When I stepped into a few angry COP-monitored threads, it got ugly quickly. It was stupid of me—after all, I saw bigger dicks than mine get cut off. I followed the slow disappearance of many of my peers who did not have the correctest opinion—or worse, who were, in the beginning, somewhat antagonistic. But there I was, commenting away. After my lonely Don Quichotean gallop into garbage, I got private messages from a few other artists saying they supported me, but in public it was a pretty lonely fight.  Actually, it wasn’t even a fight. There was no discussion; it was indeed just garbage and I trashed in it for a short while until a former friend (and now part of COP) said something scathing about my family that was private. Like COP were always threatening to (and doing so and posting to social media to dismantle whoever they attacked, and occasionally threatening and accusing him or her of ridiculous motives and sometimes, crimes), I myself took a few screenshots of my pathetic battles to show my future grandchildren what futile attempts at reasoning with the Unreasonable look like, and I started packing, downsizing.

But downsizing was harder than I thought. I wanted to stay on Facebook but couldn’t erase my past—it mirrored life in that way. I never deleted my comments but I limited audiences, and got rid of all of my former status updates. I tightened privacy settings best I could.

There was one snag: I couldn’t delete the pictures that I had posted over the years. And there were enough of them to throw myself an online retrospective of all of my failings and successes. I mean, I could delete one at a time but I didn’t have a month to do it (I joined Facebook in 2007). More importantly, there were lots of pictures of my child and although I was successful in removing all of them you can, still, find my kid on Facebook, because other family members and friends have posted photos of her. I will deal with that in time. I will deal with it because my kid is now nine and had recently became very much aware of having photos of her posted online and she does not like it—did we ask her permission?  No, and I wouldn’t like it either if you all could see a snapshot of me in a bathtub, nude, with my parents’ friends’ kid who was also nude and a total idiot, but our mothers thought it was cute to stage us in such pedophile-bait visual.

It was partly, due to my kid’s wishes, that I deleted my personal Instagram where there were many adorable—to me—pictures of her posted without her agreeing to it. Instagram, unlike Facebook, deals with digital suicides with less drama—one click and you’re erased. I am still on Instagram, I am not ready to disappear entirely. I still post pictures of my kid but only of the back of her head, walking away—there’s something mildly symbolic about that, her walking away from the spying iEye of a parent who can’t help himself.

With Facebook, the proverbial last straw was someone telling me that she had read my heartfelt-heartbreaking (embarrassing) discussion in a supposedly secret group for people dealing with traumatic experiences. I’m assuming that person joined the group too; I don’t have the energy to investigate how my sad outburst was leaked but the point is, it was mocked and I was dumbfounded. The next day, I requested to have my Facebook personal profile euthanized.

I had to get out, too bad about screenshots of my incorrect opinions that might’ve been taken and put on one or other COP blacklist, have them, fine, save it for the robots that might need some material to justify killing us in the future.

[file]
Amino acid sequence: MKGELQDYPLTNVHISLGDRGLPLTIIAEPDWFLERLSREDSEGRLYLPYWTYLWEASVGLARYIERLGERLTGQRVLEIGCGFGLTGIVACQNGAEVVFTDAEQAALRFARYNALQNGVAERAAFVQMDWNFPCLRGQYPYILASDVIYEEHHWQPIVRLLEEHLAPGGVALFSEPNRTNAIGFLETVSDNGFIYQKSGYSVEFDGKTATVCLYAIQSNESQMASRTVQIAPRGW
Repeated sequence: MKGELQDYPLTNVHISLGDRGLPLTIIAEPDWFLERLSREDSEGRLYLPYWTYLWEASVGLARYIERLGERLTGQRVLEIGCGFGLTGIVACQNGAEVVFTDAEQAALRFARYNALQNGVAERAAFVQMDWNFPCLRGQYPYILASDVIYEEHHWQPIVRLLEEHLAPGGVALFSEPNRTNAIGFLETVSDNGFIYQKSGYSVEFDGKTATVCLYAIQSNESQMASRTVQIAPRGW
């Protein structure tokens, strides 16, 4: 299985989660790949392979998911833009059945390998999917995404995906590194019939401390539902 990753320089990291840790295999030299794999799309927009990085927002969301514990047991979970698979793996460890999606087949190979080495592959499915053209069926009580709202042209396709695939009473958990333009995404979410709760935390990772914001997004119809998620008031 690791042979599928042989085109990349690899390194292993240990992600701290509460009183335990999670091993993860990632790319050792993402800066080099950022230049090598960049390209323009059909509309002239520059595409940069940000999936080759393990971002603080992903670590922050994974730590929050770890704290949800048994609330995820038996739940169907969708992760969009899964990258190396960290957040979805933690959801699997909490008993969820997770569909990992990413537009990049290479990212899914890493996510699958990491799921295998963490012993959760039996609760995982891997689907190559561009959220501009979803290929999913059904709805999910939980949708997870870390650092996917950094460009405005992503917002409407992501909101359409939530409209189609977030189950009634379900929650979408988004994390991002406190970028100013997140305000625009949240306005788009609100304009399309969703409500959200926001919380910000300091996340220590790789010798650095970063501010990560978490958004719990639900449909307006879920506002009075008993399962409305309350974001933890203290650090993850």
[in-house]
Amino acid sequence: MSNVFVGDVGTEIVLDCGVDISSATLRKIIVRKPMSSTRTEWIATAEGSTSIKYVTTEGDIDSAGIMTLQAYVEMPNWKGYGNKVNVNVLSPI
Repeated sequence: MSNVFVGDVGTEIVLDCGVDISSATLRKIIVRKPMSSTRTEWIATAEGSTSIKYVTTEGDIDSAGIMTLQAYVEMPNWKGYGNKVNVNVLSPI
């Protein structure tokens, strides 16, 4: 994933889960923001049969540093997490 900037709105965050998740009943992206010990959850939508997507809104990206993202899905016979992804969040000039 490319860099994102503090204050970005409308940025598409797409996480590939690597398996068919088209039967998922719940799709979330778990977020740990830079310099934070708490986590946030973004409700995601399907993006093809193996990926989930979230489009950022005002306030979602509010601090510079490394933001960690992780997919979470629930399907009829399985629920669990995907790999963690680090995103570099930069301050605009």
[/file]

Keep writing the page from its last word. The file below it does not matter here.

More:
My road to freedom from Facebook was long and then short but it was in this short period of time that I was truly tested. You see, when you hit Delete, you are given two weeks to change your mind or—supposedly—you can never recover your profile. Those two weeks are a detox. If you’ve ever smoked, drank, compulsively ate macaroons, worked out like a bulimic, broke up with an incompatible but kind type, you know what it’s like to quit the wrong-for-you stuff. It hurts. It feels unfair. You will miss what you no longer can’t or shouldn’t put up with. But the best decision is a decision you stick to. After asking to delete, I got even angrier about Facebook—I got angrier that Facebook didn’t believe in my willpower—screw your two weeks. You think I can’t do it? Watch me. Anger is a good motivator. So I removed the F from my phone, my desktop—same as in the past, when I’ve deleted C’s number. Just a small action, but an action taken.

Taking down my personal Facebook profile gave me some illusion of freedom. The noise in my head lessened and my anxiety over COP instantly decreased. I had to to re-learn how to Google for recommendations and stop being lazy about doing my own research—I could no longer source-hive opinions on what is safer: train or a plane? And I told people I quit—so I became accountable to someone else other than myself. I immersed myself in a new interest to distract myself. I took a vacation. Literally.

I died on the 11th of July. Not entirely, unfortunately, as I have a Facebook business page, so I had to create a new personal account in order to administer this page, so, the truth is I am still on Facebook but I’ve only a few very close friends and I’m not accepting any new requests. All my photos are gone (in theory), my other, real and fake, 1458 friends and COP can’t see me anymore. My Facebook suicide has made me feel more in control and control was what I lost when I argued with the unarguable, and when I let you all into my house where you started puking in my sink and waiting for me to slip into incorrectness.

I also deleted my Twitter account. At the time of writing this, I have to wait 20 more days before that death is final. Fine.

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JD Jagiello

JD Jagiello is a pseudonym. My kid is maybe a bunch of kids or maybe is of a different gender, otherwise, everything else is true.